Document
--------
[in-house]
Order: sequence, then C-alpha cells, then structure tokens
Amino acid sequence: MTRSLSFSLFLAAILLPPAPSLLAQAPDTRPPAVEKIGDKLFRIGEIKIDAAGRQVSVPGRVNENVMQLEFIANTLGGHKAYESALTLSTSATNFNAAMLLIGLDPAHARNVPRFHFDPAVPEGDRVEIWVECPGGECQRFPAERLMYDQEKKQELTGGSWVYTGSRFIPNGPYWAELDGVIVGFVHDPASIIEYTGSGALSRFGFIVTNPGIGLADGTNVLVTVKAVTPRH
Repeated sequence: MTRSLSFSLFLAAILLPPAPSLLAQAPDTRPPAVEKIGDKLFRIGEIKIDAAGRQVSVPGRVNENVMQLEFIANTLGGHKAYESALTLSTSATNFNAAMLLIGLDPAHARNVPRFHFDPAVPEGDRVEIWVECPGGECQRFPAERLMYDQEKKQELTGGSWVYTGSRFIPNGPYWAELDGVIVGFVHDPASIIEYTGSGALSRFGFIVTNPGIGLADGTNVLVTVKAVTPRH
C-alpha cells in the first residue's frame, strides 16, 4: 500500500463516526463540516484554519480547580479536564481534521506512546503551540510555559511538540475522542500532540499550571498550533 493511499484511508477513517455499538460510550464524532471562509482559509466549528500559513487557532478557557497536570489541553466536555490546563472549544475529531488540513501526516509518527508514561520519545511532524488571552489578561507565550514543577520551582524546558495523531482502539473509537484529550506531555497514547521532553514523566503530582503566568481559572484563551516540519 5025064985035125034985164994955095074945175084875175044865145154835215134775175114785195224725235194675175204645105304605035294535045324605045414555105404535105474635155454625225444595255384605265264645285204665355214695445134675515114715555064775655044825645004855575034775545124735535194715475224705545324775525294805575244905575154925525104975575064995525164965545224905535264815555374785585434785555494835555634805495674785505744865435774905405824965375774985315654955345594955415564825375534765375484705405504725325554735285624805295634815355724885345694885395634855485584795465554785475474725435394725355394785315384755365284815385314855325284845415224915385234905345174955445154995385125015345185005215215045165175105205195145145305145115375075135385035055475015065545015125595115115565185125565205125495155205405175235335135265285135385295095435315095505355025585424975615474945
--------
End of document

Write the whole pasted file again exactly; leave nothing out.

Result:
[in-house]
Order: sequence, then C-alpha cells, then structure tokens
Amino acid sequence: MTRSLSFSLFLAAILLPPAPSLLAQAPDTRPPAVEKIGDKLFRIGEIKIDAAGRQVSVPGRVNENVMQLEFIANTLGGHKAYESALTLSTSATNFNAAMLLIGLDPAHARNVPRFHFDPAVPEGDRVEIWVECPGGECQRFPAERLMYDQEKKQELTGGSWVYTGSRFIPNGPYWAELDGVIVGFVHDPASIIEYTGSGALSRFGFIVTNPGIGLADGTNVLVTVKAVTPRH
Repeated sequence: MTRSLSFSLFLAAILLPPAPSLLAQAPDTRPPAVEKIGDKLFRIGEIKIDAAGRQVSVPGRVNENVMQLEFIANTLGGHKAYESALTLSTSATNFNAAMLLIGLDPAHARNVPRFHFDPAVPEGDRVEIWVECPGGECQRFPAERLMYDQEKKQELTGGSWVYTGSRFIPNGPYWAELDGVIVGFVHDPASIIEYTGSGALSRFGFIVTNPGIGLADGTNVLVTVKAVTPRH
C-alpha cells in the first residue's frame, strides 16, 4: 500500500463516526463540516484554519480547580479536564481534521506512546503551540510555559511538540475522542500532540499550571498550533 493511499484511508477513517455499538460510550464524532471562509482559509466549528500559513487557532478557557497536570489541553466536555490546563472549544475529531488540513501526516509518527508514561520519545511532524488571552489578561507565550514543577520551582524546558495523531482502539473509537484529550506531555497514547521532553514523566503530582503566568481559572484563551516540519 5025064985035125034985164994955095074945175084875175044865145154835215134775175114785195224725235194675175204645105304605035294535045324605045414555105404535105474635155454625225444595255384605265264645285204665355214695445134675515114715555064775655044825645004855575034775545124735535194715475224705545324775525294805575244905575154925525104975575064995525164965545224905535264815555374785585434785555494835555634805495674785505744865435774905405824965375774985315654955345594955415564825375534765375484705405504725325554735285624805295634815355724885345694885395634855485584795465554785475474725435394725355394785315384755365284815385314855325284845415224915385234905345174955445154995385125015345185005215215045165175105205195145145305145115375075135385035055475015065545015125595115115565185125565205125495155205405175235335135265285135385295095435315095505355025585424975615474945